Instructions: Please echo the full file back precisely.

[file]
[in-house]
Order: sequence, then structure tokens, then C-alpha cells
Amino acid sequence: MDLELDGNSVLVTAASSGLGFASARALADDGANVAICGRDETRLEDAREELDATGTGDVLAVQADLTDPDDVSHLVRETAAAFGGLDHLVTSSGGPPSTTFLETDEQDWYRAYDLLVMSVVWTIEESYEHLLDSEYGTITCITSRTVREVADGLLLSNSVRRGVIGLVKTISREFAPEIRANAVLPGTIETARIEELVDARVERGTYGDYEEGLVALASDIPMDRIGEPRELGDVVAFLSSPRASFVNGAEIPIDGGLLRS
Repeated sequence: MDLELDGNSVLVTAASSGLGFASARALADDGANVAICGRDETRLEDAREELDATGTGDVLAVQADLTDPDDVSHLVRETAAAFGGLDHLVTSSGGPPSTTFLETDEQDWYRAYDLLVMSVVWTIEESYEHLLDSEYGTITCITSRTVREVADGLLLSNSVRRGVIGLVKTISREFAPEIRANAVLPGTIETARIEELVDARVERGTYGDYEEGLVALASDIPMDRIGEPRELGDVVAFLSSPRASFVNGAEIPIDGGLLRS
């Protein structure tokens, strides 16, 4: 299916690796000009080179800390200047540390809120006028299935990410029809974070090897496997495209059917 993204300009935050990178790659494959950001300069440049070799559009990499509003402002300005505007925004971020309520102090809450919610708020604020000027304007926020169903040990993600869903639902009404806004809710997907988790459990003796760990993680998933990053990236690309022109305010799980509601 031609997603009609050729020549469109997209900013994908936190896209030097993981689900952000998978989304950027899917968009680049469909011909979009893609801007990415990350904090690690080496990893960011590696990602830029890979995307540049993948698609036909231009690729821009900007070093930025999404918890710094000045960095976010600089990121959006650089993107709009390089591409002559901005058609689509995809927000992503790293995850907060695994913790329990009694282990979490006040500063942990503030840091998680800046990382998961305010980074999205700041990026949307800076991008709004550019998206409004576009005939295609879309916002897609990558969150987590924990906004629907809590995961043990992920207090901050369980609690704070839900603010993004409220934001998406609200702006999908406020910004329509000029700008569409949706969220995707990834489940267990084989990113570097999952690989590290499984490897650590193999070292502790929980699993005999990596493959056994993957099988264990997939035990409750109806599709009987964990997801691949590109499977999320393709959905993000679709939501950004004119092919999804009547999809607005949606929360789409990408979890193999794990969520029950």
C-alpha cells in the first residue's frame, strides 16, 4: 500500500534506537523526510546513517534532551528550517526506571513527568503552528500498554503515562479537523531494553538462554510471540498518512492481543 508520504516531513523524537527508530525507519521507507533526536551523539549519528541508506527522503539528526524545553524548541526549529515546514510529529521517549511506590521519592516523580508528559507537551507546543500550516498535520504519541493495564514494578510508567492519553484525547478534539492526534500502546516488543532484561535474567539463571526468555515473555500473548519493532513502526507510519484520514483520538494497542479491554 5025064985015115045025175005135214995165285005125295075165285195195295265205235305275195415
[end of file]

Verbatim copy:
[in-house]
Order: sequence, then structure tokens, then C-alpha cells
Amino acid sequence: MDLELDGNSVLVTAASSGLGFASARALADDGANVAICGRDETRLEDAREELDATGTGDVLAVQADLTDPDDVSHLVRETAAAFGGLDHLVTSSGGPPSTTFLETDEQDWYRAYDLLVMSVVWTIEESYEHLLDSEYGTITCITSRTVREVADGLLLSNSVRRGVIGLVKTISREFAPEIRANAVLPGTIETARIEELVDARVERGTYGDYEEGLVALASDIPMDRIGEPRELGDVVAFLSSPRASFVNGAEIPIDGGLLRS
Repeated sequence: MDLELDGNSVLVTAASSGLGFASARALADDGANVAICGRDETRLEDAREELDATGTGDVLAVQADLTDPDDVSHLVRETAAAFGGLDHLVTSSGGPPSTTFLETDEQDWYRAYDLLVMSVVWTIEESYEHLLDSEYGTITCITSRTVREVADGLLLSNSVRRGVIGLVKTISREFAPEIRANAVLPGTIETARIEELVDARVERGTYGDYEEGLVALASDIPMDRIGEPRELGDVVAFLSSPRASFVNGAEIPIDGGLLRS
């Protein structure tokens, strides 16, 4: 299916690796000009080179800390200047540390809120006028299935990410029809974070090897496997495209059917 993204300009935050990178790659494959950001300069440049070799559009990499509003402002300005505007925004971020309520102090809450919610708020604020000027304007926020169903040990993600869903639902009404806004809710997907988790459990003796760990993680998933990053990236690309022109305010799980509601 031609997603009609050729020549469109997209900013994908936190896209030097993981689900952000998978989304950027899917968009680049469909011909979009893609801007990415990350904090690690080496990893960011590696990602830029890979995307540049993948698609036909231009690729821009900007070093930025999404918890710094000045960095976010600089990121959006650089993107709009390089591409002559901005058609689509995809927000992503790293995850907060695994913790329990009694282990979490006040500063942990503030840091998680800046990382998961305010980074999205700041990026949307800076991008709004550019998206409004576009005939295609879309916002897609990558969150987590924990906004629907809590995961043990992920207090901050369980609690704070839900603010993004409220934001998406609200702006999908406020910004329509000029700008569409949706969220995707990834489940267990084989990113570097999952690989590290499984490897650590193999070292502790929980699993005999990596493959056994993957099988264990997939035990409750109806599709009987964990997801691949590109499977999320393709959905993000679709939501950004004119092919999804009547999809607005949606929360789409990408979890193999794990969520029950």
C-alpha cells in the first residue's frame, strides 16, 4: 500500500534506537523526510546513517534532551528550517526506571513527568503552528500498554503515562479537523531494553538462554510471540498518512492481543 508520504516531513523524537527508530525507519521507507533526536551523539549519528541508506527522503539528526524545553524548541526549529515546514510529529521517549511506590521519592516523580508528559507537551507546543500550516498535520504519541493495564514494578510508567492519553484525547478534539492526534500502546516488543532484561535474567539463571526468555515473555500473548519493532513502526507510519484520514483520538494497542479491554 5025064985015115045025175005135214995165285005125295075165285195195295265205235305275195415